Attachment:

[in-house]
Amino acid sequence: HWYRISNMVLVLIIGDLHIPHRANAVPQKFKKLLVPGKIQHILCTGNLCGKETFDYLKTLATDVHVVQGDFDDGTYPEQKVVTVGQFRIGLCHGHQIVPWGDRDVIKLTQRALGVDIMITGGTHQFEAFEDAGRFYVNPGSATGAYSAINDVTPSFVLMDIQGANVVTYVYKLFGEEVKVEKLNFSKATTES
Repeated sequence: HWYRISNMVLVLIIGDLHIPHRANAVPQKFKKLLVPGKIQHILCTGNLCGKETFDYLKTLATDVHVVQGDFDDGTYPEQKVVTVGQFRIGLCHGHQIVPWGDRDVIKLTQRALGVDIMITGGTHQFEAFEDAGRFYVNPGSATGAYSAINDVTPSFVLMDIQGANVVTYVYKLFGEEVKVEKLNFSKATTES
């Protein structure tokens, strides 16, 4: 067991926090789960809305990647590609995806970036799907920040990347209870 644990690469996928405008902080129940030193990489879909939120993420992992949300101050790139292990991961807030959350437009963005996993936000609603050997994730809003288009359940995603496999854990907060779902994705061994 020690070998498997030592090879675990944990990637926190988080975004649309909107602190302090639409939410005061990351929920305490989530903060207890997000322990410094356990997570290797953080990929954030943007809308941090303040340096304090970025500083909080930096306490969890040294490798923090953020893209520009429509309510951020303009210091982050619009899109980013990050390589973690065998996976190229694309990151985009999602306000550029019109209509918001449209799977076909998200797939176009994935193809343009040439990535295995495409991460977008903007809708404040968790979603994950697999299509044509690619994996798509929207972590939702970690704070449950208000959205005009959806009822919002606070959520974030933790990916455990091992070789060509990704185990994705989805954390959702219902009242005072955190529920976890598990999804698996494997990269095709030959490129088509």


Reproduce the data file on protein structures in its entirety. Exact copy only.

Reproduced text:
[in-house]
Amino acid sequence: HWYRISNMVLVLIIGDLHIPHRANAVPQKFKKLLVPGKIQHILCTGNLCGKETFDYLKTLATDVHVVQGDFDDGTYPEQKVVTVGQFRIGLCHGHQIVPWGDRDVIKLTQRALGVDIMITGGTHQFEAFEDAGRFYVNPGSATGAYSAINDVTPSFVLMDIQGANVVTYVYKLFGEEVKVEKLNFSKATTES
Repeated sequence: HWYRISNMVLVLIIGDLHIPHRANAVPQKFKKLLVPGKIQHILCTGNLCGKETFDYLKTLATDVHVVQGDFDDGTYPEQKVVTVGQFRIGLCHGHQIVPWGDRDVIKLTQRALGVDIMITGGTHQFEAFEDAGRFYVNPGSATGAYSAINDVTPSFVLMDIQGANVVTYVYKLFGEEVKVEKLNFSKATTES
């Protein structure tokens, strides 16, 4: 067991926090789960809305990647590609995806970036799907920040990347209870 644990690469996928405008902080129940030193990489879909939120993420992992949300101050790139292990991961807030959350437009963005996993936000609603050997994730809003288009359940995603496999854990907060779902994705061994 020690070998498997030592090879675990944990990637926190988080975004649309909107602190302090639409939410005061990351929920305490989530903060207890997000322990410094356990997570290797953080990929954030943007809308941090303040340096304090970025500083909080930096306490969890040294490798923090953020893209520009429509309510951020303009210091982050619009899109980013990050390589973690065998996976190229694309990151985009999602306000550029019109209509918001449209799977076909998200797939176009994935193809343009040439990535295995495409991460977008903007809708404040968790979603994950697999299509044509690619994996798509929207972590939702970690704070449950208000959205005009959806009822919002606070959520974030933790990916455990091992070789060509990704185990994705989805954390959702219902009242005072955190529920976890598990999804698996494997990269095709030959490129088509």